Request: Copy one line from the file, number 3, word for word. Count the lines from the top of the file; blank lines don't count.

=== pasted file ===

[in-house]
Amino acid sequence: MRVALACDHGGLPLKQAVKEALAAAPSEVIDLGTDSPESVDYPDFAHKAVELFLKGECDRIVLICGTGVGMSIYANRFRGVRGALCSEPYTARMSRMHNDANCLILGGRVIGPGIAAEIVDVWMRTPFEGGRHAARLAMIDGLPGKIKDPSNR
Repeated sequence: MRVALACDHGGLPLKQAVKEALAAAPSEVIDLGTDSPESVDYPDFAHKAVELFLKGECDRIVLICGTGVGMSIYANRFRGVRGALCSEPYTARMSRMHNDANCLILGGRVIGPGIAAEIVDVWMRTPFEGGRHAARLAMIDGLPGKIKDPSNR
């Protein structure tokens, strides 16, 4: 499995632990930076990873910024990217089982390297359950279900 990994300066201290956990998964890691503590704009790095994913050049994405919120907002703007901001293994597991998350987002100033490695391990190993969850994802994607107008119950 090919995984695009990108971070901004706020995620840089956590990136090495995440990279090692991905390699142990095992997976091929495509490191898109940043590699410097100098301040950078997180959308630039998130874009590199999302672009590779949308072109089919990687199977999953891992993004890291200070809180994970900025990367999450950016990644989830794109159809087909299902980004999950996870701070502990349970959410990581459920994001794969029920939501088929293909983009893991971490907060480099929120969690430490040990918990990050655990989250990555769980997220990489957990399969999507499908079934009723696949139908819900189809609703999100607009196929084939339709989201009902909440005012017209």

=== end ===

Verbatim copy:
Repeated sequence: MRVALACDHGGLPLKQAVKEALAAAPSEVIDLGTDSPESVDYPDFAHKAVELFLKGECDRIVLICGTGVGMSIYANRFRGVRGALCSEPYTARMSRMHNDANCLILGGRVIGPGIAAEIVDVWMRTPFEGGRHAARLAMIDGLPGKIKDPSNR